Extreme Trust: can honesty be a means of competitive advantage? (part 2)


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I value what Don Peppers and Martha Rogers write and as such I am making my way through their latest book (Extreme Trust) and using it to write a series of posts on matters that are touched upon by Don and Martha. In the first post I set out the bigger picture – why trust matters, what the challenge is and how transparency will force companies to become “trustable”.

What is the core challenge of authentic customer-centricity?

In Extreme Trust Don and Martha name the key challenge of customer centricity. Can you guess what it is? I can tell you that it is not what most folks are working on: People, Process, Data, Technology. According to Don and Martha the key challenge is that of business model design – coming up with a business model that allows you to serve the needs and interests of your customers profitably. Here are some quotes from Extreme Trust that shed light on the matter:

Untrustable business models thrive in our economic system today largely because being untrustable can be highly profitable – in the short term anyway – and many businesses are managed almost entirely for the short-term results………

a trustable company must find a business model that allows it to create shareholder value by acting in its customers’ interests. It won’t – and shouldn’t – sell its products or services at a loss, but to be trustable it must be sensitive to the customers’ point of view and try to deliver a fair deal.

In the past, companies assumed a gap between what’s good for customers’ and what’s good for profits. The trustable company sees no such gap, but – starting from scratch if necessary – figures out how to use what works for customers as the basis for developing its business model and strategy.”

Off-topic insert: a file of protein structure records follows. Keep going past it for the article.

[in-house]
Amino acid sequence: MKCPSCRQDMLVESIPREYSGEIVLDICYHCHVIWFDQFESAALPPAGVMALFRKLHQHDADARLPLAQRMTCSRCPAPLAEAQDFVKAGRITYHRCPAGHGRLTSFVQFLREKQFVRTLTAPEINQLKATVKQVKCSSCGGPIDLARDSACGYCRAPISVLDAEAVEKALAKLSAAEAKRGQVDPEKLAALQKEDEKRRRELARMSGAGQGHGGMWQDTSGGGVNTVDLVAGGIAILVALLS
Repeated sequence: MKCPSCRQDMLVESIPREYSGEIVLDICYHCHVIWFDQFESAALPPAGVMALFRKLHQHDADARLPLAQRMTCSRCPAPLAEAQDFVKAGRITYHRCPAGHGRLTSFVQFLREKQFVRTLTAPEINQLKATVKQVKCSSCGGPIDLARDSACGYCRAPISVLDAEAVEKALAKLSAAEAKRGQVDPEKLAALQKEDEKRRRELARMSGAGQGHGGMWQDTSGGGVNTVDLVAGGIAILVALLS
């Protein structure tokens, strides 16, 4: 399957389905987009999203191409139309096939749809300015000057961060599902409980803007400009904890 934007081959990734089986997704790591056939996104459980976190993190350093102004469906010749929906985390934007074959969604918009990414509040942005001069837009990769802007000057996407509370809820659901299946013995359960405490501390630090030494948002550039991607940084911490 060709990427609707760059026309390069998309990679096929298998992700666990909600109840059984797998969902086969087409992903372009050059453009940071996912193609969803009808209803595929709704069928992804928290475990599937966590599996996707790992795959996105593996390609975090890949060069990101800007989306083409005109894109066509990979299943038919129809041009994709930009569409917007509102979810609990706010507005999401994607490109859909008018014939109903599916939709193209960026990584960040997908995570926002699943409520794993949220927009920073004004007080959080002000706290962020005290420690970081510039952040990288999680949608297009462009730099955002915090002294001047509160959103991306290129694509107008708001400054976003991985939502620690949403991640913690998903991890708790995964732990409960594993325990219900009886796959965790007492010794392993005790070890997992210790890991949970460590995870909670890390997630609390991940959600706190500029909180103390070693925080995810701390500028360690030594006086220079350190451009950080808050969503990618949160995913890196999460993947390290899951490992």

Whilst I find myself in agreement with what Don and Martha say I cannot help noticing something that strikes me as being false. They say “In the past, companies assumed a gap between what’s good for customers and what’s good for profits.” I disagree. Right now, today, the assumptions is there and the gap is there. This is an issue that needs to be addressed if companies are to become authentically customer-centric and it is not being addressed as the assumption is that authentic customer-centricity will drive down profits and profitability.

How do you tell if your organisation is “trustable”?

Don and Martha point out the Michael Schrage has put forward a litmus test:

Are your best and most valuable customers dumb, uneducated or not paying attention? (If the answer is “yes”, then you should engage in a little self-analysis of your business model.) AOL may like ’em stupid, but no trustable company should.”

How exactly is a “trustable” company different from a merely “trustworthy” company?

According to Don and Martha:

” .. a trustable firm is always trying to understand what it’s like to be the customer, and then to make that experience as hassle-free and satisfying as possible……”

“A trustworthy firm will do what it promises to do, but a trustable company, like a friend, will do what’s best for a customer even if the customer isn’t really paying attention or isn’t well informed or knowledgeable as the company is…”

How does “trustability” show up in the lives of customers?

Lets take a look at some concrete examples that indicate and/or show up as being trustable:

Amazon: just the other day I was about to buy an ebook for my Kindle and Amazon told me that I had already bought it. I checked and sure enough I already had it. Furthermore, Amazon makes reviews available on all the products it sells – one of the few sites to do so.

Apple: if you are about to buy what you have already bought through iTunes then Apple will alert you that you have already purchased it. Also any tracks that you purchased from Apple are protected so that you cannot lose them. And for a small annual fee you can apply the same kind of protection to any and all other tracks that you have stored in iTunes.